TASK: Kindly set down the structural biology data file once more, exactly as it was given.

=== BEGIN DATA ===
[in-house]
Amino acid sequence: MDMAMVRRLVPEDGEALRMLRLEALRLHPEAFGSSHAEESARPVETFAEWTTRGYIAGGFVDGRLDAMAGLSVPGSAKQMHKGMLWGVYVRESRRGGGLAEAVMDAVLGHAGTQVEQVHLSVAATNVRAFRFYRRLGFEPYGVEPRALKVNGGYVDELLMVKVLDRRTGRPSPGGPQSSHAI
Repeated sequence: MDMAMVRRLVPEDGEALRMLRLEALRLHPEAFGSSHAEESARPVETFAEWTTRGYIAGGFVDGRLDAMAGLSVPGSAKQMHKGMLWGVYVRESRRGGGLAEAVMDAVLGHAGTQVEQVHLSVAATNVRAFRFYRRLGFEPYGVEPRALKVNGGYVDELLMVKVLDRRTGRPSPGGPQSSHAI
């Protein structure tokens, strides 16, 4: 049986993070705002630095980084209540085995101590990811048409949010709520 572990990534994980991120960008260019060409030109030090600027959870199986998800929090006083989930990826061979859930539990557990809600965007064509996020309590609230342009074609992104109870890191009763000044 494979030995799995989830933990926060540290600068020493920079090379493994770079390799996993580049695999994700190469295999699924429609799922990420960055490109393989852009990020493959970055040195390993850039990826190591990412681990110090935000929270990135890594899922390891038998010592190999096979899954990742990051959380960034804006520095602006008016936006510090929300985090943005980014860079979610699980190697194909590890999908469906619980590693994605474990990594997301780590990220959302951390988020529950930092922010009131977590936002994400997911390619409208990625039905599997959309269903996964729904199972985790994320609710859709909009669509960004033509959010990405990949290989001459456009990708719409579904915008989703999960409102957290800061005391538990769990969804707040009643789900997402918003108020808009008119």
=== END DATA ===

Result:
[in-house]
Amino acid sequence: MDMAMVRRLVPEDGEALRMLRLEALRLHPEAFGSSHAEESARPVETFAEWTTRGYIAGGFVDGRLDAMAGLSVPGSAKQMHKGMLWGVYVRESRRGGGLAEAVMDAVLGHAGTQVEQVHLSVAATNVRAFRFYRRLGFEPYGVEPRALKVNGGYVDELLMVKVLDRRTGRPSPGGPQSSHAI
Repeated sequence: MDMAMVRRLVPEDGEALRMLRLEALRLHPEAFGSSHAEESARPVETFAEWTTRGYIAGGFVDGRLDAMAGLSVPGSAKQMHKGMLWGVYVRESRRGGGLAEAVMDAVLGHAGTQVEQVHLSVAATNVRAFRFYRRLGFEPYGVEPRALKVNGGYVDELLMVKVLDRRTGRPSPGGPQSSHAI
């Protein structure tokens, strides 16, 4: 049986993070705002630095980084209540085995101590990811048409949010709520 572990990534994980991120960008260019060409030109030090600027959870199986998800929090006083989930990826061979859930539990557990809600965007064509996020309590609230342009074609992104109870890191009763000044 494979030995799995989830933990926060540290600068020493920079090379493994770079390799996993580049695999994700190469295999699924429609799922990420960055490109393989852009990020493959970055040195390993850039990826190591990412681990110090935000929270990135890594899922390891038998010592190999096979899954990742990051959380960034804006520095602006008016936006510090929300985090943005980014860079979610699980190697194909590890999908469906619980590693994605474990990594997301780590990220959302951390988020529950930092922010009131977590936002994400997911390619409208990625039905599997959309269903996964729904199972985790994320609710859709909009669509960004033509959010990405990949290989001459456009990708719409579904915008989703999960409102957290800061005391538990769990969804707040009643789900997402918003108020808009008119």